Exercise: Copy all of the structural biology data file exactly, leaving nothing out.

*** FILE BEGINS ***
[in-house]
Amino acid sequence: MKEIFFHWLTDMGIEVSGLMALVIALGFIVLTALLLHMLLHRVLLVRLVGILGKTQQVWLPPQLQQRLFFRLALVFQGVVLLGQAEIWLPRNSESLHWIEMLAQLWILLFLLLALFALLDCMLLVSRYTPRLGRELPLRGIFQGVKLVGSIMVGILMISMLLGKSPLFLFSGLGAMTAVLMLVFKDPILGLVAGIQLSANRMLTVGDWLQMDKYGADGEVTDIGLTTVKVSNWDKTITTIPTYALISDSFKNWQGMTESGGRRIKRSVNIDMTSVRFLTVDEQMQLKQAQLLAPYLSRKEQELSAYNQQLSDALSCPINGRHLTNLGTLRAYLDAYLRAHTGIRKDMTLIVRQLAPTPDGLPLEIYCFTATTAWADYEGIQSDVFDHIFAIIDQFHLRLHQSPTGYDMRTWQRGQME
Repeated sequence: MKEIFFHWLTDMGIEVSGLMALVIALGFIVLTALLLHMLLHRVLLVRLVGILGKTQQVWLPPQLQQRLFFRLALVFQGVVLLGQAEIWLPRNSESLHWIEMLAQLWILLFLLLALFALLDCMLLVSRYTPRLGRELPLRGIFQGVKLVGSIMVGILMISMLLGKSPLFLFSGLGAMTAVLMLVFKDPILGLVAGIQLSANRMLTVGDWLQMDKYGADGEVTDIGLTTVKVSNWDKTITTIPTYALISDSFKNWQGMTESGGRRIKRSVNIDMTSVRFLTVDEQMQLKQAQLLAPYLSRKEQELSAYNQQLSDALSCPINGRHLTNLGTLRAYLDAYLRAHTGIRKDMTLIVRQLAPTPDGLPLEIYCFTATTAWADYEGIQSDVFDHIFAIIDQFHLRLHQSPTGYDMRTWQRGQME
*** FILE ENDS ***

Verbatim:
[in-house]
Amino acid sequence: MKEIFFHWLTDMGIEVSGLMALVIALGFIVLTALLLHMLLHRVLLVRLVGILGKTQQVWLPPQLQQRLFFRLALVFQGVVLLGQAEIWLPRNSESLHWIEMLAQLWILLFLLLALFALLDCMLLVSRYTPRLGRELPLRGIFQGVKLVGSIMVGILMISMLLGKSPLFLFSGLGAMTAVLMLVFKDPILGLVAGIQLSANRMLTVGDWLQMDKYGADGEVTDIGLTTVKVSNWDKTITTIPTYALISDSFKNWQGMTESGGRRIKRSVNIDMTSVRFLTVDEQMQLKQAQLLAPYLSRKEQELSAYNQQLSDALSCPINGRHLTNLGTLRAYLDAYLRAHTGIRKDMTLIVRQLAPTPDGLPLEIYCFTATTAWADYEGIQSDVFDHIFAIIDQFHLRLHQSPTGYDMRTWQRGQME
Repeated sequence: MKEIFFHWLTDMGIEVSGLMALVIALGFIVLTALLLHMLLHRVLLVRLVGILGKTQQVWLPPQLQQRLFFRLALVFQGVVLLGQAEIWLPRNSESLHWIEMLAQLWILLFLLLALFALLDCMLLVSRYTPRLGRELPLRGIFQGVKLVGSIMVGILMISMLLGKSPLFLFSGLGAMTAVLMLVFKDPILGLVAGIQLSANRMLTVGDWLQMDKYGADGEVTDIGLTTVKVSNWDKTITTIPTYALISDSFKNWQGMTESGGRRIKRSVNIDMTSVRFLTVDEQMQLKQAQLLAPYLSRKEQELSAYNQQLSDALSCPINGRHLTNLGTLRAYLDAYLRAHTGIRKDMTLIVRQLAPTPDGLPLEIYCFTATTAWADYEGIQSDVFDHIFAIIDQFHLRLHQSPTGYDMRTWQRGQME